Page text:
Acupuncture is usually dismissed in the alternative medicine category, despite many who extol its benefits for relieving a variety of conditions. Now a new study shows that the ancient Chinese practice mimics the same changes in the body that occur from taking stress-relief drugs.
Researchers at Georgetown University Medical Center (GUMC) found that acupuncture calms stress in rats using similar mechanisms to anti-depressant and anti-anxiety drugs. The study, which stressed rats by chilling them in ice water before returning them to their cages, showed that acupuncture prevents release of ‘stress’ hormones. This could be a step towards vindication of acupuncture as a valid medical treatment.
“The benefits of acupuncture are well known by those who use it, but such proof is anecdotal,” senior investigator and associate professor Ladan Eshkevari told GUMC News. “This research demonstrates how acupuncture might work in the human body to reduce stress and pain, and, potentially, depression.”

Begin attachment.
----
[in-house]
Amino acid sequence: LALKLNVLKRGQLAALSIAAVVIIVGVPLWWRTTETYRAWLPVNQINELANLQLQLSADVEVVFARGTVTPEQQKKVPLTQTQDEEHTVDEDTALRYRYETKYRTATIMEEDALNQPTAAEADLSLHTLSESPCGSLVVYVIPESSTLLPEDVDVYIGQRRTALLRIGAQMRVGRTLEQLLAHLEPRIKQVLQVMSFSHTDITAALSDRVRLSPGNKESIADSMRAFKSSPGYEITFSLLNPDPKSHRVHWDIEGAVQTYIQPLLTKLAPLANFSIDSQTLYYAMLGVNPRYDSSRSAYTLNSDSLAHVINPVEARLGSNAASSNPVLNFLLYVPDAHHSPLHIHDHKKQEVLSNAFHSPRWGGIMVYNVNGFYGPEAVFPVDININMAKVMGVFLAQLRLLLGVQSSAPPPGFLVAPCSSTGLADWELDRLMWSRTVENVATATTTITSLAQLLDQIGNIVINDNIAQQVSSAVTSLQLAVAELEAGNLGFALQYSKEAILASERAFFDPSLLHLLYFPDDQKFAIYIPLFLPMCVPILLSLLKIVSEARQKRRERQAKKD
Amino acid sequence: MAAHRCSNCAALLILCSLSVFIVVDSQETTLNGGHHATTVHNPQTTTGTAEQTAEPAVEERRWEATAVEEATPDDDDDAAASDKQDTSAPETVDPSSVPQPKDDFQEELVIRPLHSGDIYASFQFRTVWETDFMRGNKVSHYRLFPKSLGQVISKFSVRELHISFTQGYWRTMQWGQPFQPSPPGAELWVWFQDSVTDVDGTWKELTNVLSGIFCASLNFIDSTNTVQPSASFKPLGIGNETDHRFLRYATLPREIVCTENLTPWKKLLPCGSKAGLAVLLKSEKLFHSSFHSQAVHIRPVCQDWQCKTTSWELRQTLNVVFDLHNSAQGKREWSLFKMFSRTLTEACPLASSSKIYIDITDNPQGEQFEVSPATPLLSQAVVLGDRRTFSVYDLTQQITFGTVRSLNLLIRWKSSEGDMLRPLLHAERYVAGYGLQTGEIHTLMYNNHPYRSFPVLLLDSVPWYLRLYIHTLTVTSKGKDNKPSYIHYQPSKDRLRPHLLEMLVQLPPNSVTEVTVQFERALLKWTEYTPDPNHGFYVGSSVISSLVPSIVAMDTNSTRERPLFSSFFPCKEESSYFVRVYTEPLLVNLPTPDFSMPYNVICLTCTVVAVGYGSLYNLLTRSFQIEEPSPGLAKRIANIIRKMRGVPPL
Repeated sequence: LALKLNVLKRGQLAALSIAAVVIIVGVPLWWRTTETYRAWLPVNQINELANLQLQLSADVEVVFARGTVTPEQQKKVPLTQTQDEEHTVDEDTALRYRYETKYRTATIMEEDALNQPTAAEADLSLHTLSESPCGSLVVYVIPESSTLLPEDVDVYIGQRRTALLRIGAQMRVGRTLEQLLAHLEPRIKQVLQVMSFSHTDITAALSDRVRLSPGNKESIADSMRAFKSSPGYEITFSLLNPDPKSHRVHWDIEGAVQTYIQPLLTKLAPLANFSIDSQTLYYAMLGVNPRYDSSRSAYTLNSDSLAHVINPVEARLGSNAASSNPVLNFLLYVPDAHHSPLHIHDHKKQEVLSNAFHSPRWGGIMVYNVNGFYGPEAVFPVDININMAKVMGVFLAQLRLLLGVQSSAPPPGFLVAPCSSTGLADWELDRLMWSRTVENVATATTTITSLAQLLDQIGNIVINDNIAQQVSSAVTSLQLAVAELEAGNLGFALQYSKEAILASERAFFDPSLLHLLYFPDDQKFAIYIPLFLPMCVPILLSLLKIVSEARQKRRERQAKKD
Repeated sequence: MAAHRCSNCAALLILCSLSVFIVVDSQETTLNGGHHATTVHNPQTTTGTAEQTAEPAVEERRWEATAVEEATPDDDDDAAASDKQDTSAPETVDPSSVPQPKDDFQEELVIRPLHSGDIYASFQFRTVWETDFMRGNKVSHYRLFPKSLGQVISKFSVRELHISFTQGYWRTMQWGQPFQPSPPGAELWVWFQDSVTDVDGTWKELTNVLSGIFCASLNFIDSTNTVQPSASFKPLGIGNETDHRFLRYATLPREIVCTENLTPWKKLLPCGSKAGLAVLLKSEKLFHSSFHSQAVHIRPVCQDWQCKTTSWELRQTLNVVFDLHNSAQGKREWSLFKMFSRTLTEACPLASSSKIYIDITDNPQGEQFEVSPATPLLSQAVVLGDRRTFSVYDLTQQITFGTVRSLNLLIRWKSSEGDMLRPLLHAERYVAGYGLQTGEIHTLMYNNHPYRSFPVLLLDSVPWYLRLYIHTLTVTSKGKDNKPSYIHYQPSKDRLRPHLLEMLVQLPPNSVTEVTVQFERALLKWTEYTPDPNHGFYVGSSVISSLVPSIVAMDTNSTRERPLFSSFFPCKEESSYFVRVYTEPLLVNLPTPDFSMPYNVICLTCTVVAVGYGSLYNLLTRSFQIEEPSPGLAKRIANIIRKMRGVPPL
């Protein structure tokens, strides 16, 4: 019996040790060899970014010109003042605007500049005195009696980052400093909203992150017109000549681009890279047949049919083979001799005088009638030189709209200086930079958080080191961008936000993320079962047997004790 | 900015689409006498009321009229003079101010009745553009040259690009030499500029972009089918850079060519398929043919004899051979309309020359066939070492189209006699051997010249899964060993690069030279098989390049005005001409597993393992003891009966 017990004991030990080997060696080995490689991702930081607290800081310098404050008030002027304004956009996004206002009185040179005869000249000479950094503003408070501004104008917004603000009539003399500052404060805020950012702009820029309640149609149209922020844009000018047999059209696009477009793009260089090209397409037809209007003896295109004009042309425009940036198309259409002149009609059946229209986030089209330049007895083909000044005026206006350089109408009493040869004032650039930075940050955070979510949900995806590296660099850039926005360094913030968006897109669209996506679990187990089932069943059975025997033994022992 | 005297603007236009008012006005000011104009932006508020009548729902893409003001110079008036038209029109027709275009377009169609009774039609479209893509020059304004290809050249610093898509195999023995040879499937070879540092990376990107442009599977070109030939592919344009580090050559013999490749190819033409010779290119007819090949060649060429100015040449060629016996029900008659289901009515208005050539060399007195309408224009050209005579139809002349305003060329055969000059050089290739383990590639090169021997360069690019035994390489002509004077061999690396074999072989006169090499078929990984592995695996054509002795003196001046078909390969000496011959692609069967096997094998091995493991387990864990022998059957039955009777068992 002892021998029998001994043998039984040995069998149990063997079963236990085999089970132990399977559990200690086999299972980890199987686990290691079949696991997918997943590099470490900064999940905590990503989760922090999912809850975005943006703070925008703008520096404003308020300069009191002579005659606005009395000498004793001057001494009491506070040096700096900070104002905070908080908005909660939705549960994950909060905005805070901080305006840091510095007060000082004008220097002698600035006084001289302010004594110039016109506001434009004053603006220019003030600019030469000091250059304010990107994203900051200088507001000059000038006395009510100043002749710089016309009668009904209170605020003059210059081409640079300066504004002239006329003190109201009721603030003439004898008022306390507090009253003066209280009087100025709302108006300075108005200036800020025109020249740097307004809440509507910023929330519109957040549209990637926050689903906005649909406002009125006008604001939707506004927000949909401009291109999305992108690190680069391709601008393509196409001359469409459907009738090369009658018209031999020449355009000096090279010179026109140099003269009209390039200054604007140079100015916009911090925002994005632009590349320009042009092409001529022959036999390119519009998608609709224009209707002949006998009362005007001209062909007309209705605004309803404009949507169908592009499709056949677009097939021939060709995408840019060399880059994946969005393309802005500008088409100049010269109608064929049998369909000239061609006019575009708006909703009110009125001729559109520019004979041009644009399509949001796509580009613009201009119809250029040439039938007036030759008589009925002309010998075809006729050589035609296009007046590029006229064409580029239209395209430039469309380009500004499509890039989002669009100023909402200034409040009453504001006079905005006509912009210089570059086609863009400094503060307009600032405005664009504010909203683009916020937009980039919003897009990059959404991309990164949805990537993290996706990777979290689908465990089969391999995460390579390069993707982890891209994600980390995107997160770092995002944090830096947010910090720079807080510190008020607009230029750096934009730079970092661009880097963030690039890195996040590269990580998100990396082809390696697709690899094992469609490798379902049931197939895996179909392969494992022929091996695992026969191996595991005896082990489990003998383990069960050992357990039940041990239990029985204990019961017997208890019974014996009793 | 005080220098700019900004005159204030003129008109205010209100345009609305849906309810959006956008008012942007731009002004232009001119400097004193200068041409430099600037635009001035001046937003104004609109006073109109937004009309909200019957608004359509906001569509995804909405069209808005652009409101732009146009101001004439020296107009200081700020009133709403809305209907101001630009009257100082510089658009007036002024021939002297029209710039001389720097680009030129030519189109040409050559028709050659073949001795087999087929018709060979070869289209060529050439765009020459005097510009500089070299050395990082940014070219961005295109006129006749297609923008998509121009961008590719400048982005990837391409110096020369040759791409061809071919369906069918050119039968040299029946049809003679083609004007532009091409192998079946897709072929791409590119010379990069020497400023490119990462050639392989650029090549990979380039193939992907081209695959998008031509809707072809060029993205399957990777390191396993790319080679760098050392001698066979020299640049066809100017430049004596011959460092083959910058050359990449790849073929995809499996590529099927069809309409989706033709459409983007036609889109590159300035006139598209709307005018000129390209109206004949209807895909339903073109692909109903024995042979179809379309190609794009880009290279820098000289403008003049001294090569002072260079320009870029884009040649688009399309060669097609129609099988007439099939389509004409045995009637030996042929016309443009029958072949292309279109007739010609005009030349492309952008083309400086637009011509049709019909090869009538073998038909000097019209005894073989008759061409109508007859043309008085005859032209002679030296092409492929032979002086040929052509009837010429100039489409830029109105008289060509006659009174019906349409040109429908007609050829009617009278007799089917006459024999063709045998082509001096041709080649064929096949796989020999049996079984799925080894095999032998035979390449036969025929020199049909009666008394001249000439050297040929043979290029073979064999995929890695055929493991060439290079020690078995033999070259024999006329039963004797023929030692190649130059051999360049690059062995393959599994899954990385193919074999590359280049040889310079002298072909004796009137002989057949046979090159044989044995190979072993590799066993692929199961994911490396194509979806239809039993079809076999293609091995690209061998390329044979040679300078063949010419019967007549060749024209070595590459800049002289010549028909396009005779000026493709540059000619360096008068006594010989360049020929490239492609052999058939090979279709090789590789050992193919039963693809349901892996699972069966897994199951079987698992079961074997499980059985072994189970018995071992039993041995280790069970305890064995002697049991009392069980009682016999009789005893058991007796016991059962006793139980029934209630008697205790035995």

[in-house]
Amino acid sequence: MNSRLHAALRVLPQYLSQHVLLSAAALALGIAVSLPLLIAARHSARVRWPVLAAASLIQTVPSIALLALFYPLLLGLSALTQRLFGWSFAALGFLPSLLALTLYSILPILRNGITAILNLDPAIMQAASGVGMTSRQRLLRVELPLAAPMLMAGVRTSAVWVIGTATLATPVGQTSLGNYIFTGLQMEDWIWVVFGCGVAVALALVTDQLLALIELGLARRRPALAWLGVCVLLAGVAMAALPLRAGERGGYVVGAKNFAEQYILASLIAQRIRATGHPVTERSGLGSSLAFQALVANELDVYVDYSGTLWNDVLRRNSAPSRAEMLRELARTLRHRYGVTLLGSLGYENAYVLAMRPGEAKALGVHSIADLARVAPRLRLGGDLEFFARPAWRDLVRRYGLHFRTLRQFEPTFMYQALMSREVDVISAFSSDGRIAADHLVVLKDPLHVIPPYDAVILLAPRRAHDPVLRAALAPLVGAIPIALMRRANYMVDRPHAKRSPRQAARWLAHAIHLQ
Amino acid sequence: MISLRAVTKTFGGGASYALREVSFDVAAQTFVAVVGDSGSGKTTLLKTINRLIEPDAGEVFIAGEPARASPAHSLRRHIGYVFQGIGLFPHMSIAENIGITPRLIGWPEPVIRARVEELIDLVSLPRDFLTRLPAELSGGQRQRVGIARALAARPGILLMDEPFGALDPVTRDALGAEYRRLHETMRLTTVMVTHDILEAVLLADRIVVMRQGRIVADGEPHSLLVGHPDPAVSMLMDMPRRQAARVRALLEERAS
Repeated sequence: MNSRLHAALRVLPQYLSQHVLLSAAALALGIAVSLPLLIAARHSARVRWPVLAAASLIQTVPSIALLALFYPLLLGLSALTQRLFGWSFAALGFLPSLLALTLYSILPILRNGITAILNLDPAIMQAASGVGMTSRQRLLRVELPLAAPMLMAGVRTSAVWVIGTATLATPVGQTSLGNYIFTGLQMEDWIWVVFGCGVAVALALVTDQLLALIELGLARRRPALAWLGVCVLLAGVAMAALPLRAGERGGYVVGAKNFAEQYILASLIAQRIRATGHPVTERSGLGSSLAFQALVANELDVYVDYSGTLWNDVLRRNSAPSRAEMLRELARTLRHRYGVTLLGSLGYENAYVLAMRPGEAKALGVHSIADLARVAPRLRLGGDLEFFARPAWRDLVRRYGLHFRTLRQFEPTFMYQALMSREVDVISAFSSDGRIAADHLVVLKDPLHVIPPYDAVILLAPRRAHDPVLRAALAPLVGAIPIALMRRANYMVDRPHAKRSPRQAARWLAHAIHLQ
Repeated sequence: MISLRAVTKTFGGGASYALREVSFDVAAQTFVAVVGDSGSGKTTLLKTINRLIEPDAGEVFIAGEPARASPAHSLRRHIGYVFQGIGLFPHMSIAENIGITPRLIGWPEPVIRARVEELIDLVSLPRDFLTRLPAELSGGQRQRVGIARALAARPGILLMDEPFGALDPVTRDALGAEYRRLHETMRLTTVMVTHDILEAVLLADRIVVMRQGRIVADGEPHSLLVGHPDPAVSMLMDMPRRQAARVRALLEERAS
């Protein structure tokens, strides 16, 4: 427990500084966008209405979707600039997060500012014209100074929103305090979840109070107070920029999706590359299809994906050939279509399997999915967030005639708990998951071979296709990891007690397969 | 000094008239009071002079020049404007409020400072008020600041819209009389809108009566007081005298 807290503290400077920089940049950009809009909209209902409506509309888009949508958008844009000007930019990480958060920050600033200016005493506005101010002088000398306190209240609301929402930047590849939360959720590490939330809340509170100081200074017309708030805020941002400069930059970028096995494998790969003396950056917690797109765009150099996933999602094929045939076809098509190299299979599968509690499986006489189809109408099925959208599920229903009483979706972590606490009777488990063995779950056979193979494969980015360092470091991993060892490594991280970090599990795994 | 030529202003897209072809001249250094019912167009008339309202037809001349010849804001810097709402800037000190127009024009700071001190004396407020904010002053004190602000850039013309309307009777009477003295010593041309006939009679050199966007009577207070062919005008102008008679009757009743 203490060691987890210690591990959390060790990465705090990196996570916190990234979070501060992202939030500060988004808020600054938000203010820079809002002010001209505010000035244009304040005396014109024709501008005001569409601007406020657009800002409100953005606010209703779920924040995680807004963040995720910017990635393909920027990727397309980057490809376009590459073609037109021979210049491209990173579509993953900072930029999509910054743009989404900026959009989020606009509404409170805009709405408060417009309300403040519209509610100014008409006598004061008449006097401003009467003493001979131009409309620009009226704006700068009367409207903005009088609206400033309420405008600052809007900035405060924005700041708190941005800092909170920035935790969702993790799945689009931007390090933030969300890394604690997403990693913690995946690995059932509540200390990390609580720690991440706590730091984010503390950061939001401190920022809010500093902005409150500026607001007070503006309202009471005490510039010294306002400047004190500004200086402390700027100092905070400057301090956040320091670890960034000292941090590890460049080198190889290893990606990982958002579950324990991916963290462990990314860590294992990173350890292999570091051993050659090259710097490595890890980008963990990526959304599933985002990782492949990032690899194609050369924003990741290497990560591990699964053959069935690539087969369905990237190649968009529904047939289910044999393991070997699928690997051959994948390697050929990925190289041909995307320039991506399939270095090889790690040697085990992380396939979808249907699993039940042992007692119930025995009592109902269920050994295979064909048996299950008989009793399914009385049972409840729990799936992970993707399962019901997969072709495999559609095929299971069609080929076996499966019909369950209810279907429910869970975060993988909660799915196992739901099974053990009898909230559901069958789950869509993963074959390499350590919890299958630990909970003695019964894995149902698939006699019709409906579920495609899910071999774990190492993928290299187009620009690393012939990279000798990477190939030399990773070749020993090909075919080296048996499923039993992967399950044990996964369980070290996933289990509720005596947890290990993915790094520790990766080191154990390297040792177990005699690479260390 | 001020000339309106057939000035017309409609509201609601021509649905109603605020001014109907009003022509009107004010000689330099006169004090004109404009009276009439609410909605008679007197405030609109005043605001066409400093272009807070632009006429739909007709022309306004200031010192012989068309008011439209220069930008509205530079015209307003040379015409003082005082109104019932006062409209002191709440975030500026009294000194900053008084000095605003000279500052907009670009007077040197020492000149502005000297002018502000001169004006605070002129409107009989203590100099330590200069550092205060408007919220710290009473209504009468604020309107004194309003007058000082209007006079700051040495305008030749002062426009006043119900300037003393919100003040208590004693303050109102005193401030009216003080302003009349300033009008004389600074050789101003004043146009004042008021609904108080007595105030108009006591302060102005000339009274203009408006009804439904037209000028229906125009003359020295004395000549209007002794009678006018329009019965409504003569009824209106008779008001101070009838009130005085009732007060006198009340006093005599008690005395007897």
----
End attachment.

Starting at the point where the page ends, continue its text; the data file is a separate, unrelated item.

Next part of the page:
In one experiment, a single needle was stuck in the rats’ stomach meridian (point ST36, which in humans is just below the knee). This is one of the most powerful points in acupuncture, associated with chronic pain, the immune system, mood, and emotion. In the experiment, Eshkevari and her team found that this reduced activity in the hypothalamus pituitary adrenal (HPA), which in turn stopped production of stress hormones.
Interestingly, this works even during the stressful event (in a previous study, Eshkevari successfully tested the application of acupuncture before stress was applied), and the effects of the acupuncture continue for up to four days after treatment is stopped.
The next step is humans. “We have now found a potential mechanism, and at this point in our research, we need to test human participants,” says Eshkevari.
Acupuncture could be a great, side-effect-free alternative to drugs, but it’s hard to see folks ditching their de-stressing after-work drink for a quick needle-stab in the shin.